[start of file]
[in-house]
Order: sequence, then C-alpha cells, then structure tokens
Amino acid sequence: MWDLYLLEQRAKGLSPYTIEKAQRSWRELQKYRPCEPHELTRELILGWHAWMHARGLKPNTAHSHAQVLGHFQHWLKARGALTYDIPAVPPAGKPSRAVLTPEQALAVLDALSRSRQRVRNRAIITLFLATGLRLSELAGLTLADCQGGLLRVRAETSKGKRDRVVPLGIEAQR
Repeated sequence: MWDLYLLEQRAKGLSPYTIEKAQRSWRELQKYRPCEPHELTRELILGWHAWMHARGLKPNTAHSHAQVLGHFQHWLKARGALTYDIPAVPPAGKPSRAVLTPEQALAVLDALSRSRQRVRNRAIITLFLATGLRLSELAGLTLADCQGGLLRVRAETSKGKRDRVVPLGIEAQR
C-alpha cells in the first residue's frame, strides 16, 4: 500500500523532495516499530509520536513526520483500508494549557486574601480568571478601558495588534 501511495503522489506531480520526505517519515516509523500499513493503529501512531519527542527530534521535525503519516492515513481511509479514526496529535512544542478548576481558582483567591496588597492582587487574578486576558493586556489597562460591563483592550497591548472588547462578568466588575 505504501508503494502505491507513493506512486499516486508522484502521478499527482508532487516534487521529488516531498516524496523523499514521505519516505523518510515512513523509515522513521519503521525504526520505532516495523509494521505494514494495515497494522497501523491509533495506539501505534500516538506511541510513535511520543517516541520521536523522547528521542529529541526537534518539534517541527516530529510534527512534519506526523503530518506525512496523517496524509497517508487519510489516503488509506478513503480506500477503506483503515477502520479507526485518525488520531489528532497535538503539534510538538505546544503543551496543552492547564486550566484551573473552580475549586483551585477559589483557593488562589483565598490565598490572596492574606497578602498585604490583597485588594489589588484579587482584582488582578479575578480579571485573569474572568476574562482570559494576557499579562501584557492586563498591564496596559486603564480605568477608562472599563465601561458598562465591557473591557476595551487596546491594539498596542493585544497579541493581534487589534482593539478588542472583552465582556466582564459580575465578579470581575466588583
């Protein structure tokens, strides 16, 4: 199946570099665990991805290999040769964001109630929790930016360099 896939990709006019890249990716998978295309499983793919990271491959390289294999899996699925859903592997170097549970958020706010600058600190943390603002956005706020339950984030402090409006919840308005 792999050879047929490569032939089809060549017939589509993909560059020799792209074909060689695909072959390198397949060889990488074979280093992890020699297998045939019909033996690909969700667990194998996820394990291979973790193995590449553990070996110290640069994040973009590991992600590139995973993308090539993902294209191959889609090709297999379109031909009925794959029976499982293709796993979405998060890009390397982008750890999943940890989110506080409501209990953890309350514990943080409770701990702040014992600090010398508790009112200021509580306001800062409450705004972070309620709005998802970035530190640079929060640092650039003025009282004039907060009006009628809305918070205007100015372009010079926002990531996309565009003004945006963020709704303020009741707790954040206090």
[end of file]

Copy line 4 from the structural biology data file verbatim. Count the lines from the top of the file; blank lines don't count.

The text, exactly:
Repeated sequence: MWDLYLLEQRAKGLSPYTIEKAQRSWRELQKYRPCEPHELTRELILGWHAWMHARGLKPNTAHSHAQVLGHFQHWLKARGALTYDIPAVPPAGKPSRAVLTPEQALAVLDALSRSRQRVRNRAIITLFLATGLRLSELAGLTLADCQGGLLRVRAETSKGKRDRVVPLGIEAQR